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5 Nov 2021

Royal Burgh of Culross – entertaining through the ages


[EL speaking]
Hello, I’m Elaine Longmuir and I’m the Visitor Services Manager here at Culross Palace.

So this is the house of a wealthy businessman, Sir George Bruce. Now Sir George Bruce made his money in coal mining and salt panning. He was a very wealthy man, and that’s how we see this house as it is today. That’s what’s so special about this house: it actually tells you so many stories, about the people that lived in this house and used this house.

So, Sir George Bruce, a wealthy businessman who lived in Culross, he had a large family estate up in a place called Carnac in Fife, and this was his business home.

[GB speaking]
I am Sir George Bruce, knighted by His Majesty James VI who became James I of England and Scotland. And he knighted me, I think, principally because of the money I was earning him, but I like to think he was a friend.

Now of course at that time, nobody, but nobody, drank the water. It was polluted, it caused all kinds of diseases. So we took to drinking small ale, and small ale was produced in the brewery just beside us here.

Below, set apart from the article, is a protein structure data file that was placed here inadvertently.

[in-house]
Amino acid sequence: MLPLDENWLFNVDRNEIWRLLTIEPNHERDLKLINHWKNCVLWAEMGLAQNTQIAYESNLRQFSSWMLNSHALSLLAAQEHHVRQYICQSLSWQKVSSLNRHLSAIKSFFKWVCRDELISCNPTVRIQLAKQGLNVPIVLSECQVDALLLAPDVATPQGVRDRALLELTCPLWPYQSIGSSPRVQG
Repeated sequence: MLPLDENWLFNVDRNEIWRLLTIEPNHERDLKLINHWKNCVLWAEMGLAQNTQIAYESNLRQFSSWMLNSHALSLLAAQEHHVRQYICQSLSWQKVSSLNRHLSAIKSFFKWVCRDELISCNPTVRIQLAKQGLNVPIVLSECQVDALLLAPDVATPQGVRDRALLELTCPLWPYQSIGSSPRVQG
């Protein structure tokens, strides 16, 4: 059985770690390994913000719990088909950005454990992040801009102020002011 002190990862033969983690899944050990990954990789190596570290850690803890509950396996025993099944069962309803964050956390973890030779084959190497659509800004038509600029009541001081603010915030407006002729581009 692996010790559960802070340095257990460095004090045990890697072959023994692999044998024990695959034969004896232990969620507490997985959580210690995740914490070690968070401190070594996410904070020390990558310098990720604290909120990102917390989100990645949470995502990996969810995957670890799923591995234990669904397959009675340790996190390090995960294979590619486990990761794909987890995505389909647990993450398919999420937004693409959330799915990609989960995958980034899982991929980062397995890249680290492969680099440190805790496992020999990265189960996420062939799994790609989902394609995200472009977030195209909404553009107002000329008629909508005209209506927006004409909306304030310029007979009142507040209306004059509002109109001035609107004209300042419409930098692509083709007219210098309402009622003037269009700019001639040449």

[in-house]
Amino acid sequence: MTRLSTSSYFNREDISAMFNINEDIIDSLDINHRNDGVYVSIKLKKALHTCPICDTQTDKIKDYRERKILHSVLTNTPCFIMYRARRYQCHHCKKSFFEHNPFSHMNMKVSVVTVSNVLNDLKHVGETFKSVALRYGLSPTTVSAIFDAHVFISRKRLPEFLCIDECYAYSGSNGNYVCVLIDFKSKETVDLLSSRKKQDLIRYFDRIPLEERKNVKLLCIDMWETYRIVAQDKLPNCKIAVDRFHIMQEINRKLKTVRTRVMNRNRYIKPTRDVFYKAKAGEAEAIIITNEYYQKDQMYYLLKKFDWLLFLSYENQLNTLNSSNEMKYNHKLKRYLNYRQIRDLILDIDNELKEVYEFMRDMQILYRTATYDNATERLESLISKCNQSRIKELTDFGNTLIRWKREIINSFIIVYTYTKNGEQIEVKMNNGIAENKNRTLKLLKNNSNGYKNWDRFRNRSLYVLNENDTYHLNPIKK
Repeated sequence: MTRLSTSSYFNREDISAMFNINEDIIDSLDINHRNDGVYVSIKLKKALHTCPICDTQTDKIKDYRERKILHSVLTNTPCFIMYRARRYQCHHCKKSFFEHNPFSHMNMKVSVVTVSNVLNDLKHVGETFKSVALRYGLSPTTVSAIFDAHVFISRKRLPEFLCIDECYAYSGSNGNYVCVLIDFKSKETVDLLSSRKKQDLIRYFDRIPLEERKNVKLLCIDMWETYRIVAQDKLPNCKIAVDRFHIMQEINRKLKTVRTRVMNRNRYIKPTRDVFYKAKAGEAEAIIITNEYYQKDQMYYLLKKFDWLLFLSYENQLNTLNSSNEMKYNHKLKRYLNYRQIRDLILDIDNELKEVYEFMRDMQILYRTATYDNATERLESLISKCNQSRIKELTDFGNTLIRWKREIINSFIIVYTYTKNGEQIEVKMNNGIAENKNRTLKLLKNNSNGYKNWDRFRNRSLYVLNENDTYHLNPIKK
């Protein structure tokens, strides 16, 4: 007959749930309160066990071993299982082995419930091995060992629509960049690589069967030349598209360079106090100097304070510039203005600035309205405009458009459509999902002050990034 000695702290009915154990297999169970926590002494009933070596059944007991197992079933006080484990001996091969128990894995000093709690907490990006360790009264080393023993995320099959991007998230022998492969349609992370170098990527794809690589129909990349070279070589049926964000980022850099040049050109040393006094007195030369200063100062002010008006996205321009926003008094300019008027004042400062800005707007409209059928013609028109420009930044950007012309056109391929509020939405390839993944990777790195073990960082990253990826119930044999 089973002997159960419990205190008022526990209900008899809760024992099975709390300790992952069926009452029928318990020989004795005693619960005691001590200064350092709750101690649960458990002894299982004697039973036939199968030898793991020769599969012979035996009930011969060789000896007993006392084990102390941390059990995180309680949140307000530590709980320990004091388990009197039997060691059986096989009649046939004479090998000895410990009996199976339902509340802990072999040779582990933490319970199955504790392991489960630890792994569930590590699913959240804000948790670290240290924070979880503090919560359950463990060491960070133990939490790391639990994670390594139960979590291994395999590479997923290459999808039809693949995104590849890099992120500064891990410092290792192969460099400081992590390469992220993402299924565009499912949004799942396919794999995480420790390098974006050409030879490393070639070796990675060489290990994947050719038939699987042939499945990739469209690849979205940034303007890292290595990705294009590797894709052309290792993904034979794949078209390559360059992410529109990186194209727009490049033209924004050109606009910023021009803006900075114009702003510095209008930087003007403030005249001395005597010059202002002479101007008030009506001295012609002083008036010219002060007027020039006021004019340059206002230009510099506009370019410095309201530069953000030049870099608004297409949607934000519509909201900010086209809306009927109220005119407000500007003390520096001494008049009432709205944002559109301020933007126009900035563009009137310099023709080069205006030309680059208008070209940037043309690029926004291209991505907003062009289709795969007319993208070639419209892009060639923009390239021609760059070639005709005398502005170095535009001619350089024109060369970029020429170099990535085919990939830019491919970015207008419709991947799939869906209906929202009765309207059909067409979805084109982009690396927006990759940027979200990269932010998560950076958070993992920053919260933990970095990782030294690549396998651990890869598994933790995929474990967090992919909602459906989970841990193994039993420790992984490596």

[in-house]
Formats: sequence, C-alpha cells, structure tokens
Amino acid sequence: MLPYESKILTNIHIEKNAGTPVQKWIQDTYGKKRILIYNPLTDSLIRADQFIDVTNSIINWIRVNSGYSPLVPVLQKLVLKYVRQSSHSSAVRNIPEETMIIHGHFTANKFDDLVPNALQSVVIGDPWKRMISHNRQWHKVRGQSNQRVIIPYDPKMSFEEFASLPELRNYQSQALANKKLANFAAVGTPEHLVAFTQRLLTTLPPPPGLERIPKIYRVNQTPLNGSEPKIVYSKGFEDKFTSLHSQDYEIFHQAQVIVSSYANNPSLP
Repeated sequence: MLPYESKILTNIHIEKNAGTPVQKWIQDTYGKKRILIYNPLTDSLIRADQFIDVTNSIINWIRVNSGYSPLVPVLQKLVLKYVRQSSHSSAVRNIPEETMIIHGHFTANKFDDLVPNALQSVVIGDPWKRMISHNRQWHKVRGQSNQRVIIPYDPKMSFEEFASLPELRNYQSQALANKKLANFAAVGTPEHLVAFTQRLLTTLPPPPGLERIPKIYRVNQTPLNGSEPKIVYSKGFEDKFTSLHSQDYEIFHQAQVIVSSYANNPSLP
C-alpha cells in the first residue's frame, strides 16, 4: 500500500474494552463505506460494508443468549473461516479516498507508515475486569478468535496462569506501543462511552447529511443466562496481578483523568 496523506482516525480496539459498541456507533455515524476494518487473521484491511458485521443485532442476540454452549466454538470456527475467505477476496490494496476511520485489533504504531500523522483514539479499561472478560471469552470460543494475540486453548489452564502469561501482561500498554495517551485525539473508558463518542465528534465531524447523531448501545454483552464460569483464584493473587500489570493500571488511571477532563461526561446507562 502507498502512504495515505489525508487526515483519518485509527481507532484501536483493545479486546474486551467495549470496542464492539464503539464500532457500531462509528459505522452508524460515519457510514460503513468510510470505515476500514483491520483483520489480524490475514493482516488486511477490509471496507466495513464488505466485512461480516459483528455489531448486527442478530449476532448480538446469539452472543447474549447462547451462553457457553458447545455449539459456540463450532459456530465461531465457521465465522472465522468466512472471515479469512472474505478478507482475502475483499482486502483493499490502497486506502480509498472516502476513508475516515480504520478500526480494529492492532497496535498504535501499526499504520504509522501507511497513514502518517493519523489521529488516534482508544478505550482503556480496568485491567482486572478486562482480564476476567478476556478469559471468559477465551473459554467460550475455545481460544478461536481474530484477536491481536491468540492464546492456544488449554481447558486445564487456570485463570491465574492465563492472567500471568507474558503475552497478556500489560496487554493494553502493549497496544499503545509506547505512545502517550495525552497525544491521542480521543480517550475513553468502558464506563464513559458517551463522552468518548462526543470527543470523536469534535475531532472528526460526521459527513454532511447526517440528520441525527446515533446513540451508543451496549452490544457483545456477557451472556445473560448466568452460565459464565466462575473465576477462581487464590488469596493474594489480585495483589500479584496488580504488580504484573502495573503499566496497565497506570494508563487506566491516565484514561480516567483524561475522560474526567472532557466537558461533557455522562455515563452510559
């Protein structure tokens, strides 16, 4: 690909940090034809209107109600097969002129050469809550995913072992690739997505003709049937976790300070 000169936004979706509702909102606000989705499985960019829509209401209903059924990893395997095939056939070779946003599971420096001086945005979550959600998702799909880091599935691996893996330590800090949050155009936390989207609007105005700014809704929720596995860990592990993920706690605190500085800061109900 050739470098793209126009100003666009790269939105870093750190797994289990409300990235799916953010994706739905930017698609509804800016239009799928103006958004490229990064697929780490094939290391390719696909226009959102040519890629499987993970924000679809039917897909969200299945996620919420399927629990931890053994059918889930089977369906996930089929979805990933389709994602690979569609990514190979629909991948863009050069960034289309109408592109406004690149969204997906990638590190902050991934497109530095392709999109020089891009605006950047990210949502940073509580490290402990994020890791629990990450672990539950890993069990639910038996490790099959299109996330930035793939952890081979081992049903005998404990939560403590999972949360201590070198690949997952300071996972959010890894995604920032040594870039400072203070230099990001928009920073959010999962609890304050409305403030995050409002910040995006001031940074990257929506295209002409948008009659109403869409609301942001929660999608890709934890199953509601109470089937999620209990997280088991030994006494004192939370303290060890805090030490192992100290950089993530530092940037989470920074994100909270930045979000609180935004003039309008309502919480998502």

But as a gentleman, and my friends, we would never drink small ale. We drank Bordeaux claret, which was imported from France to Leith, across the river, and the claret cart came all the way along here, and they would come in chests, in barrels, and it was somebody’s job to bottle them.

Bottles at that time were various, the neck size was very unknown. You never knew what size it would be, so once you’d opened the bottle, it was usual to finish it.

Claret was the drink for the wealthy, and I drank a lot of this and it was stored in the wine cellar downstairs. We have a very adequate wine cellar. It was always full of claret.

[EL speaking]
Preserving fruits from the garden and orchard by making them into refreshing drinks or tonics was considered a suitable occupation for ladies, and there are a number of personal recipe books by wealthy ladies that give numerous recipes for distilling drinks.

Culross Palace garden would have had a wealth of fruit to use, due to its sheltered, south-facing location. Our very own Bessie Barr, who owned and ran an ale house – in what is now known as Bessie’s Café – did just that with ale.

Culross Palace really is so unique, and we’re so lucky to see it as it is today. From the painted chambers at the top of the building, right the way down to the wine cellar in the basement, there really is something here for everyone that will spark your imagination.

Our partner Naked Wines helps us explore the pleasure-seeking past of this picturesque village with its ochre-coloured palace and cobbled streets, with tales of claret imported from France and tonics made from the fruits of the spectacular palace gardens.
A view looking through the curved archway into Castle Fraser courtyard, with the castle at the far end. The courtyard appears to be gravelled with rows of outbuildings running either side.
Enjoy 12 delicious bottles of wine from the world’s best independent winemakers for just £47.88 – saving £75. Even better, Naked Wines will donate 20% of proceeds back to the Trust for every case purchased.
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